Bawdsey ROTOR Bunker - June 16

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An interesting site this, here's some Wiki and


On 24th September 1937 RAF Bawdsey became the first fully operational Radar station in the world.* This was only just over eighteen months after the first experiment, conducted by Robert Watson Watt and Arnold Wilkins, established that by using transmitted radio waves it was possible to detect an approaching aircraft.* Bawdsey continued in the development of Radar until the outbreak of the Second World War, on 3rd September 1939, when the scientific team was moved from this vulnerable east coast site to Dundee.* RAF Bawdsey remained an important Radar station and later a Bloodhound Surface to Air Missile (SAM) site until 31st March 1991, when it was officially closed.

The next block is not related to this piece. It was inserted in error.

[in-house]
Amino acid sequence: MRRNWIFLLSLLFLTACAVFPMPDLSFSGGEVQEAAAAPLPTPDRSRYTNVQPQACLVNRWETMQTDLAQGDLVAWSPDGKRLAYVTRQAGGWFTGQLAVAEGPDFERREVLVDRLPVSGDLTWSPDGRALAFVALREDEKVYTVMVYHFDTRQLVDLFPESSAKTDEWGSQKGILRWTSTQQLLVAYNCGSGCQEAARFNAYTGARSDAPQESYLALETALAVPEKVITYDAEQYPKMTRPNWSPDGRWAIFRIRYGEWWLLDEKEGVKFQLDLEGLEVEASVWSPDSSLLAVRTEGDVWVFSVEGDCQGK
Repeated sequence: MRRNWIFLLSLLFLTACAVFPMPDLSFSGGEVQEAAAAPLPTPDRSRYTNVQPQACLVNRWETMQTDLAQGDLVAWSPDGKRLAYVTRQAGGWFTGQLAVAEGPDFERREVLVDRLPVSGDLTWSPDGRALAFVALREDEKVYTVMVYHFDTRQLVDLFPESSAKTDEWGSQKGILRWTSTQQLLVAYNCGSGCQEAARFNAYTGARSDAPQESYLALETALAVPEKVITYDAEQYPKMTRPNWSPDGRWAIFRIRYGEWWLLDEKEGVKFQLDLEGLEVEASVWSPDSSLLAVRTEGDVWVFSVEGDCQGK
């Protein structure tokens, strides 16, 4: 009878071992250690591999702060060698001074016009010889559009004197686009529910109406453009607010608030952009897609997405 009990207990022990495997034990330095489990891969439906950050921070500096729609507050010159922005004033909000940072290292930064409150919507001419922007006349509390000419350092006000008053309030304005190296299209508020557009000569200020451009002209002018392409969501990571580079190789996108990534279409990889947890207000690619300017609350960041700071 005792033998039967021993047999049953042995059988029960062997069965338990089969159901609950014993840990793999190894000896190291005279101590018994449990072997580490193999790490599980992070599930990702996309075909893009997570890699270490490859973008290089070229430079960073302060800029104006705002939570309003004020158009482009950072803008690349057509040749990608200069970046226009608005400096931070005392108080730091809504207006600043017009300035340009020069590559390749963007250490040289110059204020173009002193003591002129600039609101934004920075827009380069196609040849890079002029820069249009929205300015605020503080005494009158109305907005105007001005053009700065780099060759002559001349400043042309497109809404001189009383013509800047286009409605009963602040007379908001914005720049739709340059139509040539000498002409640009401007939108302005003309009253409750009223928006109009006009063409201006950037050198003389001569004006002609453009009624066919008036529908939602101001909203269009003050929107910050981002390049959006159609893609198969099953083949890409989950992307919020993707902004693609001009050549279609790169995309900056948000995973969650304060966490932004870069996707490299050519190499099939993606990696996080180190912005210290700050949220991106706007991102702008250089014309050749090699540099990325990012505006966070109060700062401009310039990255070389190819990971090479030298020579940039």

Following the First World War, protecting the UK from attack was discussed at great length. But it was not until 1934, when an air-defence exercise to test defence was carried out that things really started to get going. Although the targets and routes of the exercise were known, more than half the bombers managed to get through to their targets. This led to the Air Ministry looking at the idea of radio “death rays” which would eliminate or disable pilots and their aircraft. The Scots physicist Robert Watson-Watt, supervisor of a national radio research laboratory and descendant of James Watt, inventor of the first practical steam engine, was contacted and asked for his views. Watson-Watt dismissed the idea of death rays but said that radio beams could be bounced off enemy aircraft to detect them. He asked his assistant, Arnold “Skip” Wilkins, to undertake some calculations He then drew up a memo and covering letter outlining his ideas and although it was met with enthusiasm, proof that the system could work was demanded.